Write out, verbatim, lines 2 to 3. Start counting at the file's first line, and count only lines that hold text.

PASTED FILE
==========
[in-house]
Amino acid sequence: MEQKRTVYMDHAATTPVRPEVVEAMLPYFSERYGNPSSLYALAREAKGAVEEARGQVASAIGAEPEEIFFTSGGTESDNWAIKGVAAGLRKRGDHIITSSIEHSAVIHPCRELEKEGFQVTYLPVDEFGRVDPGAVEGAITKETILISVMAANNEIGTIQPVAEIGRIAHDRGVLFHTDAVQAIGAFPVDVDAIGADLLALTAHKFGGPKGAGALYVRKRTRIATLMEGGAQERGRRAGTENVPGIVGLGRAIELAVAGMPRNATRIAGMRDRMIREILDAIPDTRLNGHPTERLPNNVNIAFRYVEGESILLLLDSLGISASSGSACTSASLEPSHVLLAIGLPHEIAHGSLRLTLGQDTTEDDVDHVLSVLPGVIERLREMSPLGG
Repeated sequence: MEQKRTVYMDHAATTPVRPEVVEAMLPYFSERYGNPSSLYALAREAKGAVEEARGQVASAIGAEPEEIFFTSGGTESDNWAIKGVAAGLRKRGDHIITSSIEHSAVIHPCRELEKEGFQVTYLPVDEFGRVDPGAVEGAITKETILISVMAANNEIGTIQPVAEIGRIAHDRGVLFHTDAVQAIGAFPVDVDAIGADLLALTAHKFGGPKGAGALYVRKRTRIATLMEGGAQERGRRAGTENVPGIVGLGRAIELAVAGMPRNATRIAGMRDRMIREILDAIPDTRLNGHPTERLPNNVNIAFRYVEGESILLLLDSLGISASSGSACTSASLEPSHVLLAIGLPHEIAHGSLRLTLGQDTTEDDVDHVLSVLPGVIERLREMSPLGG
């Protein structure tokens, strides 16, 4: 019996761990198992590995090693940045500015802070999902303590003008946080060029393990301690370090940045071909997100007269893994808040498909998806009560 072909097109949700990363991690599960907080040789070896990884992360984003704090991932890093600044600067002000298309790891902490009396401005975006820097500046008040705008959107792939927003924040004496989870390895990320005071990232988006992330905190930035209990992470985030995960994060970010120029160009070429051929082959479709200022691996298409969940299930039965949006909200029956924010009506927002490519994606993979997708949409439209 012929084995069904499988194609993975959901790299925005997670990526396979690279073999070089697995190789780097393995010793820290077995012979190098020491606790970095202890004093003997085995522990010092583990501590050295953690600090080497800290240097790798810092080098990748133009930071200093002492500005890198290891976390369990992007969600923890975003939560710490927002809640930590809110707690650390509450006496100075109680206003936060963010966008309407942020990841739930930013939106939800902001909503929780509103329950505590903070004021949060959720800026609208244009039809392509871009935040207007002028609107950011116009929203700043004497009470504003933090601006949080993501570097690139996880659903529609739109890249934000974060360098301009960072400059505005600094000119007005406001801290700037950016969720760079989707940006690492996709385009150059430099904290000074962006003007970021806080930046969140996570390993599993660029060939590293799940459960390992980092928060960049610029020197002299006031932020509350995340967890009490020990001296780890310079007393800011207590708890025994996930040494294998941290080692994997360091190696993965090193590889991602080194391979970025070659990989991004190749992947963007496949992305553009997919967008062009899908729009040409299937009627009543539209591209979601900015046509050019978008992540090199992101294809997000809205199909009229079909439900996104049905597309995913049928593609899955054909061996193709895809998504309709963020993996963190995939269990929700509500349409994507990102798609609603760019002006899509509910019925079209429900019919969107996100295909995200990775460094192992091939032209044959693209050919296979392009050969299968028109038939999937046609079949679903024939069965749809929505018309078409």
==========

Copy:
Amino acid sequence: MEQKRTVYMDHAATTPVRPEVVEAMLPYFSERYGNPSSLYALAREAKGAVEEARGQVASAIGAEPEEIFFTSGGTESDNWAIKGVAAGLRKRGDHIITSSIEHSAVIHPCRELEKEGFQVTYLPVDEFGRVDPGAVEGAITKETILISVMAANNEIGTIQPVAEIGRIAHDRGVLFHTDAVQAIGAFPVDVDAIGADLLALTAHKFGGPKGAGALYVRKRTRIATLMEGGAQERGRRAGTENVPGIVGLGRAIELAVAGMPRNATRIAGMRDRMIREILDAIPDTRLNGHPTERLPNNVNIAFRYVEGESILLLLDSLGISASSGSACTSASLEPSHVLLAIGLPHEIAHGSLRLTLGQDTTEDDVDHVLSVLPGVIERLREMSPLGG
Repeated sequence: MEQKRTVYMDHAATTPVRPEVVEAMLPYFSERYGNPSSLYALAREAKGAVEEARGQVASAIGAEPEEIFFTSGGTESDNWAIKGVAAGLRKRGDHIITSSIEHSAVIHPCRELEKEGFQVTYLPVDEFGRVDPGAVEGAITKETILISVMAANNEIGTIQPVAEIGRIAHDRGVLFHTDAVQAIGAFPVDVDAIGADLLALTAHKFGGPKGAGALYVRKRTRIATLMEGGAQERGRRAGTENVPGIVGLGRAIELAVAGMPRNATRIAGMRDRMIREILDAIPDTRLNGHPTERLPNNVNIAFRYVEGESILLLLDSLGISASSGSACTSASLEPSHVLLAIGLPHEIAHGSLRLTLGQDTTEDDVDHVLSVLPGVIERLREMSPLGG